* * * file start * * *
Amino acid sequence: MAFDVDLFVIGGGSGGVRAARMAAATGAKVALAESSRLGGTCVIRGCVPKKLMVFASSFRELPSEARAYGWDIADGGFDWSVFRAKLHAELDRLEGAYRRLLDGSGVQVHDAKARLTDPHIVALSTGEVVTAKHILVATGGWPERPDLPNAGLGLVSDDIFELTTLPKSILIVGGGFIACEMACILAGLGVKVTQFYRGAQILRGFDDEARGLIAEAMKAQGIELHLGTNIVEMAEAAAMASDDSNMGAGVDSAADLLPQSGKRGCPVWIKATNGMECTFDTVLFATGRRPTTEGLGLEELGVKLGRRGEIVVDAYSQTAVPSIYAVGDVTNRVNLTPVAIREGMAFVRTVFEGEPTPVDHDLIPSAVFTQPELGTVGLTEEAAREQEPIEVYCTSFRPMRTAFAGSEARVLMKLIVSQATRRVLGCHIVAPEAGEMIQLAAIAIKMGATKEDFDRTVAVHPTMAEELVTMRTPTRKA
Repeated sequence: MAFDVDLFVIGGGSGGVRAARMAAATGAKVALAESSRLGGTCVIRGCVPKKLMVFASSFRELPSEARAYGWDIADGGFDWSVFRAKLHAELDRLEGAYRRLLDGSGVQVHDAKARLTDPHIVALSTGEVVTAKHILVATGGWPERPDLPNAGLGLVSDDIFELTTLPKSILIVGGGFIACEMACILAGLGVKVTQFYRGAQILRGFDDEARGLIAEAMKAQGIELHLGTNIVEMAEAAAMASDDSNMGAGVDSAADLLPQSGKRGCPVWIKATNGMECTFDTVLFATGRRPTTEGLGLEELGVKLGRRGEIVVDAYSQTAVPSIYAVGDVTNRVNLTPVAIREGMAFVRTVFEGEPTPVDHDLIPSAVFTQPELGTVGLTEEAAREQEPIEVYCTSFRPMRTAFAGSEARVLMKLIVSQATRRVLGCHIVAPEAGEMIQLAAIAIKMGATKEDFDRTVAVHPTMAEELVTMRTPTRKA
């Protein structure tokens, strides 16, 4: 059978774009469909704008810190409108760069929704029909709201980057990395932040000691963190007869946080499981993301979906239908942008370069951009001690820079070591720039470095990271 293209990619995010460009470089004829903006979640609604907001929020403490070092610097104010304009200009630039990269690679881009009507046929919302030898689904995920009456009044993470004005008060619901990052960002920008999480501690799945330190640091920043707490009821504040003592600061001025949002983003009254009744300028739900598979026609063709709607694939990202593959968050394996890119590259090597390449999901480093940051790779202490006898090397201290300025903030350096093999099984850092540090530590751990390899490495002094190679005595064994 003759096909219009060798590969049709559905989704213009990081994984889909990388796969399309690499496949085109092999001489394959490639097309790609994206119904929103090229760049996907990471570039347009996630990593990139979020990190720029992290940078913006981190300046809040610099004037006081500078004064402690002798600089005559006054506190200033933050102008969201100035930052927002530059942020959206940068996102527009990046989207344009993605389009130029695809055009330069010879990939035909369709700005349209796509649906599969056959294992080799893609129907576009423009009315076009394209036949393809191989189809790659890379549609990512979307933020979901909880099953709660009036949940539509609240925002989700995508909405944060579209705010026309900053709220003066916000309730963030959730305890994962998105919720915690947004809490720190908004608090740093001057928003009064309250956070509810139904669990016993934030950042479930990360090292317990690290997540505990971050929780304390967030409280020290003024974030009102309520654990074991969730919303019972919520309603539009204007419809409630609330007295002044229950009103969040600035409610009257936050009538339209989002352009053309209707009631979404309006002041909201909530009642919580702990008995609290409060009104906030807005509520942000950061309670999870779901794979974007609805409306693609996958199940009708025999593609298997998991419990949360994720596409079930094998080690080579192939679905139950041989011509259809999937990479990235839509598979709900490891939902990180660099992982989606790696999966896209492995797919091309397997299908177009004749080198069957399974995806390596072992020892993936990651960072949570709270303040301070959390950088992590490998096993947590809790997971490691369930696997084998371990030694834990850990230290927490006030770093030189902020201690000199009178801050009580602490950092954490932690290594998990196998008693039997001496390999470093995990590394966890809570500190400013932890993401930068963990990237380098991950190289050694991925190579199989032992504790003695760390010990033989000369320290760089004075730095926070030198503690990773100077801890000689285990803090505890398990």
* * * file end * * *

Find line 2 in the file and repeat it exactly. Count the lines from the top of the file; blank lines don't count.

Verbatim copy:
Repeated sequence: MAFDVDLFVIGGGSGGVRAARMAAATGAKVALAESSRLGGTCVIRGCVPKKLMVFASSFRELPSEARAYGWDIADGGFDWSVFRAKLHAELDRLEGAYRRLLDGSGVQVHDAKARLTDPHIVALSTGEVVTAKHILVATGGWPERPDLPNAGLGLVSDDIFELTTLPKSILIVGGGFIACEMACILAGLGVKVTQFYRGAQILRGFDDEARGLIAEAMKAQGIELHLGTNIVEMAEAAAMASDDSNMGAGVDSAADLLPQSGKRGCPVWIKATNGMECTFDTVLFATGRRPTTEGLGLEELGVKLGRRGEIVVDAYSQTAVPSIYAVGDVTNRVNLTPVAIREGMAFVRTVFEGEPTPVDHDLIPSAVFTQPELGTVGLTEEAAREQEPIEVYCTSFRPMRTAFAGSEARVLMKLIVSQATRRVLGCHIVAPEAGEMIQLAAIAIKMGATKEDFDRTVAVHPTMAEELVTMRTPTRKA